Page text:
The nature of the consciousnesses is empty and false. The nature of the six consciousnesses has no substance or appearance. It is like strange flowers in space. Do you remember the person with the eye-disease? His staring caused fatigue and the appearance of strange flowers in space. The six organs, six objects, and six consciousnesses are just like the strange flowers in space. They are completely unreal in themselves. Good comes to them, and so does evil. In the same way, one person can be both good and evil. Although "good" and "evil" are different words, they refer to the same person.
Ananda, sense-awareness arises because of the sense objects: the appearance of objects exists because of the senseorgans. The appearance and the perception, both devoid of a nature, support each other like intertwining reeds.
Ananda, sense-awareness arises because of the sense objects. A discriminating knowing and perception arise due to the six sense-objects. The appearance of objects exists because of the sense-organs. The appearance of the six sense-objects arises due to the six sense-organs. The appearance and the perception, both devoid of a nature, support each other like intertwining reeds. "Perception" here refers to the sense-awareness first mentioned. Neither the appearance nor the awareness has an inherent self-nature; the appearance arises only because the six sense-organs match with the six sense objects. It is therefore not real; it is empty and false. The perception is also empty and false. They "support each other like intertwining reeds."
The reeds referred to here have a common root, from which the two reeds grow. They will only stand if there are two; one by itself will fall down. The six organs, six objects, and six consciousnesses are the same way. The organs and objects must work together to bring about the six consciousnesses. One alone will not stand. To further the analogy, the reeds are hollow, so that there appears to be something substantial to them when one looks at them, but they are ultimately empty inside. That represents the empty falseness of the six organs and objects.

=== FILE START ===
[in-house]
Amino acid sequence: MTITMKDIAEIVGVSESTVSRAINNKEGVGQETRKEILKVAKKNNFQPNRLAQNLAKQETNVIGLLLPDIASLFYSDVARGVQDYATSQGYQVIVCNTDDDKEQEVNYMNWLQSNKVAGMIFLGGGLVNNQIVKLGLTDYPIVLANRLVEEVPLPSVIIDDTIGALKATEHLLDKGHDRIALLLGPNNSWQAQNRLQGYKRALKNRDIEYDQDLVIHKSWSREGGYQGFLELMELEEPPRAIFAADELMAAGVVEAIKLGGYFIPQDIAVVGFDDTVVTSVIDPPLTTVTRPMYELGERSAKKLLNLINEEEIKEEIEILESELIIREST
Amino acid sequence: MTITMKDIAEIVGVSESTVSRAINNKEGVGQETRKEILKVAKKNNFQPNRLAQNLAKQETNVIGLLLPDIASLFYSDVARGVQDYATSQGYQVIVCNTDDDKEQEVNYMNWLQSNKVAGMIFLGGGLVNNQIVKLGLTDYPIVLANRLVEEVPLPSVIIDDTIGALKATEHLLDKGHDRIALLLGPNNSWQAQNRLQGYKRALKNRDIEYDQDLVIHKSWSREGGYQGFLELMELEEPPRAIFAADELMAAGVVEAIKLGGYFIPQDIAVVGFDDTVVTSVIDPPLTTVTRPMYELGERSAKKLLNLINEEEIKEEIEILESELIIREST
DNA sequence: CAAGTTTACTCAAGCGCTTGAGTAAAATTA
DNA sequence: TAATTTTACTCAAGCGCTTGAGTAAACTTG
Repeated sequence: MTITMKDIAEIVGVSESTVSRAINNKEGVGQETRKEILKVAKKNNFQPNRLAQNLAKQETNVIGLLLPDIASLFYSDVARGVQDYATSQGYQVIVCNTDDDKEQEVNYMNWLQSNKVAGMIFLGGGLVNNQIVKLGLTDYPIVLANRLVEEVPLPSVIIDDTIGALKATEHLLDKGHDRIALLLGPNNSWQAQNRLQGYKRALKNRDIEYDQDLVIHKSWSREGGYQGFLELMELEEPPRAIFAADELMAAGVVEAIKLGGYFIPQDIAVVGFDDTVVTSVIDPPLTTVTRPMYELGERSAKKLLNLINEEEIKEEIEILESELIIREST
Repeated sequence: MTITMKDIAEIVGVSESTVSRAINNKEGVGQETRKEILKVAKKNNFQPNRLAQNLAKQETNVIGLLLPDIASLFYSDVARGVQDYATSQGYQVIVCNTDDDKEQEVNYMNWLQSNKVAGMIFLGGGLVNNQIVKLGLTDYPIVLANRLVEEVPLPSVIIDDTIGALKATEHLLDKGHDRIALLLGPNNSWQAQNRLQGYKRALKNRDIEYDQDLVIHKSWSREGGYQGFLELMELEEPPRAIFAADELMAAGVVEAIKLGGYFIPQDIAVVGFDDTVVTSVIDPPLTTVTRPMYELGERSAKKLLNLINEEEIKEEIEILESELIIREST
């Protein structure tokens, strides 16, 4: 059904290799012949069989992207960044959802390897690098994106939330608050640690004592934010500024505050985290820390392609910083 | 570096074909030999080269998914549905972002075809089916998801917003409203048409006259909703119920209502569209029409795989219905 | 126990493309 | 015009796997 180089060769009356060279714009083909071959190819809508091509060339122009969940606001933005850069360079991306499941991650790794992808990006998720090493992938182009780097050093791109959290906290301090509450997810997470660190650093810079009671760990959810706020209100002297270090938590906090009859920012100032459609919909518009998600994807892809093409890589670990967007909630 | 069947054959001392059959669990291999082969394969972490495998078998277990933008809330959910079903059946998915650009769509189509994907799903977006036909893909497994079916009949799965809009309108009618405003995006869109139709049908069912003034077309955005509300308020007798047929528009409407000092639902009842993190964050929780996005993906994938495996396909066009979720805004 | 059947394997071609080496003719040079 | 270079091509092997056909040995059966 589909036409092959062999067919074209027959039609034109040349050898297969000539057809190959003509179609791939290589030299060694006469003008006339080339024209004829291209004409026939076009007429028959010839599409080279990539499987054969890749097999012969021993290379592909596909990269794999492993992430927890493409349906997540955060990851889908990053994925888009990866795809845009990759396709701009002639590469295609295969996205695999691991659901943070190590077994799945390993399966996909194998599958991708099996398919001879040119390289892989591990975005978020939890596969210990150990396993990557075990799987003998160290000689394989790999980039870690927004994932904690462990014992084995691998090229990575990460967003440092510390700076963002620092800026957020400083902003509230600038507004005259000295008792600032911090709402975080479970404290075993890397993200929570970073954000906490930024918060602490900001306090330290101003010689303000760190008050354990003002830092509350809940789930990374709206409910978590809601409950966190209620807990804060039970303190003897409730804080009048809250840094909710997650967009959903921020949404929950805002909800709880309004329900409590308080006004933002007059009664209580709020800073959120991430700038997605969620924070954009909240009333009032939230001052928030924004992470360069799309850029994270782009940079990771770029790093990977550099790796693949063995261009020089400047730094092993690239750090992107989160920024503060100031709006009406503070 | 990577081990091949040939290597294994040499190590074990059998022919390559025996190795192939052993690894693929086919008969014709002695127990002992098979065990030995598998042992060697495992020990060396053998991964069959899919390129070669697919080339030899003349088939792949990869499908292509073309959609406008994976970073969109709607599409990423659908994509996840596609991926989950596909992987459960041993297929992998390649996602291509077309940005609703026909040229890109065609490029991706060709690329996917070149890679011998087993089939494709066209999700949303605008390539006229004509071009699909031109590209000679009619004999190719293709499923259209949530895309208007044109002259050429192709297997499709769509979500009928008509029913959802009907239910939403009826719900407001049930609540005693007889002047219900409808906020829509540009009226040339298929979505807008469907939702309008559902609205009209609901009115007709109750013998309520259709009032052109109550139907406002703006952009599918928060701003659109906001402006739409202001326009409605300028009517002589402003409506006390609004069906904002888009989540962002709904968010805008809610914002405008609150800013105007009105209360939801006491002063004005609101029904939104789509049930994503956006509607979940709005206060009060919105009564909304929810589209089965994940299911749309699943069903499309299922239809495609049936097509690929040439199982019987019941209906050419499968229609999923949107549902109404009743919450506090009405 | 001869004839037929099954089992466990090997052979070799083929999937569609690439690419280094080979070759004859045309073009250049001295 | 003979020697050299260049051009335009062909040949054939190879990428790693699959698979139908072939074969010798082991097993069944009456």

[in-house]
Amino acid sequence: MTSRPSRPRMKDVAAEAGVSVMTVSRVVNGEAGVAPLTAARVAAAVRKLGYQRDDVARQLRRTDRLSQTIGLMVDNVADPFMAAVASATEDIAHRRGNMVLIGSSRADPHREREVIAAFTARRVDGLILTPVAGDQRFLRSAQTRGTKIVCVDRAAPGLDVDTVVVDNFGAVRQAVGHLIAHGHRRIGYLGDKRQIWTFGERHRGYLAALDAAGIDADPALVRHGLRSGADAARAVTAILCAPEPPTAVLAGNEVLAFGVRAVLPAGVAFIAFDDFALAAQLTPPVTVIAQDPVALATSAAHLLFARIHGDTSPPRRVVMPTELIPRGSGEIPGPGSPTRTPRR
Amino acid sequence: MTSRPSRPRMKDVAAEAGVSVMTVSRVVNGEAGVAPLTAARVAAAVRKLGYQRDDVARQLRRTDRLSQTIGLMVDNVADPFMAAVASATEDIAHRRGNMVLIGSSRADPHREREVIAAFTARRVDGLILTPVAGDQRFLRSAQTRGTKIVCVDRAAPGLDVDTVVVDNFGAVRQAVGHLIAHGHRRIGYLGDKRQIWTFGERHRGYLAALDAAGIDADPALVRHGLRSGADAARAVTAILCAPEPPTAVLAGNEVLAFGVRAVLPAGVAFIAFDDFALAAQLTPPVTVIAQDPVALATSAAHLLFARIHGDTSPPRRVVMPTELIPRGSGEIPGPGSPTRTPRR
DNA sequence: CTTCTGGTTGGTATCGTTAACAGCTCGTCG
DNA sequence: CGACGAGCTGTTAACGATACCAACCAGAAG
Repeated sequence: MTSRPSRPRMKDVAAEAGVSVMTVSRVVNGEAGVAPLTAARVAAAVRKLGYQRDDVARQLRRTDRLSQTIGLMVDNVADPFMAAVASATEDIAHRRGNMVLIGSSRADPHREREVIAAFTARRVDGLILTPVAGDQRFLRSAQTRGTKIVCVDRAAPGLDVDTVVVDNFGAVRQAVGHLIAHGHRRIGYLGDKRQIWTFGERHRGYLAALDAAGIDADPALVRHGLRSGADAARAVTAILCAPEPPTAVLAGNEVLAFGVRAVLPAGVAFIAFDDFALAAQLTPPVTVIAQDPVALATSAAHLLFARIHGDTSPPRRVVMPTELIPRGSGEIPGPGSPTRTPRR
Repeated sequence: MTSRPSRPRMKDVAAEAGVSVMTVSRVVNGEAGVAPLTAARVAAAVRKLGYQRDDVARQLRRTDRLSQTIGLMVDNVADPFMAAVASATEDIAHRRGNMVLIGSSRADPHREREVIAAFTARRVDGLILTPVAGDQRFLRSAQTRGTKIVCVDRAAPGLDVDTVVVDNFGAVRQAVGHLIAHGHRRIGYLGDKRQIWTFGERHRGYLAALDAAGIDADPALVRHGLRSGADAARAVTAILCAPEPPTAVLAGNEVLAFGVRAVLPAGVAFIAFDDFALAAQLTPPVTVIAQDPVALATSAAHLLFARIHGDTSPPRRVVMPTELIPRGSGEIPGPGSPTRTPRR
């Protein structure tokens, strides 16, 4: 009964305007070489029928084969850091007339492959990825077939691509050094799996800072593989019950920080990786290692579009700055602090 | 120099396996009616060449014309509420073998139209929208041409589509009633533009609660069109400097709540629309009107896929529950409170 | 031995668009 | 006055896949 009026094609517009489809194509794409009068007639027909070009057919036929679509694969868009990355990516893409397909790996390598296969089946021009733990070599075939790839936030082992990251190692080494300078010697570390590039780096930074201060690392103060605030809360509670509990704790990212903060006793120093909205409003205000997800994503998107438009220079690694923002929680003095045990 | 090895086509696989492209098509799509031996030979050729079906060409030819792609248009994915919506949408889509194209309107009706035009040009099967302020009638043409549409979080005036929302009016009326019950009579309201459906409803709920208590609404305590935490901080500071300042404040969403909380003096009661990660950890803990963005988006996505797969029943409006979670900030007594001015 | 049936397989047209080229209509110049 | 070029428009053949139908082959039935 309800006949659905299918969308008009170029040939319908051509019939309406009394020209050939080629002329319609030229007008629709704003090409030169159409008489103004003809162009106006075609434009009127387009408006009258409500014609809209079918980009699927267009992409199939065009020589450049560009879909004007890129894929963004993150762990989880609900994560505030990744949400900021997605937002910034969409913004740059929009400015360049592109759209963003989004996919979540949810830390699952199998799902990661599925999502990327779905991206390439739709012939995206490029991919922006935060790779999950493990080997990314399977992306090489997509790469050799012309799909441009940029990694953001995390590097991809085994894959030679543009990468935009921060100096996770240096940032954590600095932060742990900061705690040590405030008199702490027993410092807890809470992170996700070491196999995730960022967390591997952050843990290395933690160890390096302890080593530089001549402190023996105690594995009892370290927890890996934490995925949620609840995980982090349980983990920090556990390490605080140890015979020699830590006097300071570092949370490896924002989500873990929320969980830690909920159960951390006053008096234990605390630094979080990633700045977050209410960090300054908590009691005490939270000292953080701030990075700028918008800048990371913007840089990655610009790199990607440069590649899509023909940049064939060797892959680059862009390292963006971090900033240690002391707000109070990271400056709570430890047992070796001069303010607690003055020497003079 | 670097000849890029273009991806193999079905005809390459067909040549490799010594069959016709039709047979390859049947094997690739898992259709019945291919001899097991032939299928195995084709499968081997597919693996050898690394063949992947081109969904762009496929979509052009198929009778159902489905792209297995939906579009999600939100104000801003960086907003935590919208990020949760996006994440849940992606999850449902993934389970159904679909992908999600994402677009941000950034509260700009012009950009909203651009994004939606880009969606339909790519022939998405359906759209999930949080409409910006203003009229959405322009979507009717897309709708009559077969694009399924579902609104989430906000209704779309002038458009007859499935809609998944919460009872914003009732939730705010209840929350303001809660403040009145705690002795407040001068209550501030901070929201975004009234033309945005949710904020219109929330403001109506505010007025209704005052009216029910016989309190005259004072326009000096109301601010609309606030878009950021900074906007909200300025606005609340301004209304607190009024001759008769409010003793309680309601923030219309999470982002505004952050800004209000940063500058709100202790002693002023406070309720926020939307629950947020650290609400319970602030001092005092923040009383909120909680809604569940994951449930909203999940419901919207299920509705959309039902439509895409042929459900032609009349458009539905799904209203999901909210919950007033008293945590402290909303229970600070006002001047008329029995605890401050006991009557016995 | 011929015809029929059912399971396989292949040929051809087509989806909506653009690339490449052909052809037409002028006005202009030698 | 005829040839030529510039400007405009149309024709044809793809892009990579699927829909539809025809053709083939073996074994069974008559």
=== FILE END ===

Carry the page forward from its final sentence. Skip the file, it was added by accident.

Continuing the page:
Therefore, you now base your knowledge on awareness and perception; but that is fundamental ignorance. The absence of a view regarding awareness and perception is nirvana; the true purity of no outflows. How could there be anything else in the midst of it?
Therefore, you now base your knowledge on awareness and perception. You set up another awareness and perception based on an awareness and perception that are in themselves wrong. But that is fundamental ignorance. The absence of a view regarding awareness and perception is nirvana. You realize that your awareness and perception are basically non existent, and so you establish no opinion based on them.
To have no awareness and perception in the midst of awareness and perception is to be in accord with the Way. It is nirvana and the true purity of no outflows. How could there be anything else in the midst of it? In the midst of the absence of awareness and perception, how could you harbor anything else? That place is pure at its origin and pervades the dharma realm. Why would you want to add anything to it? Why add awareness and perception to awareness and perception? This principle is like the one in the passage above that
states, "Basic enlightenment is necessarily bright but is falsely referred to as bright enlightenment."
L2 The verses.
Ml Mention of the verses.
Then the World Honored One, wishing to restate this meaning, spoke verses, saying: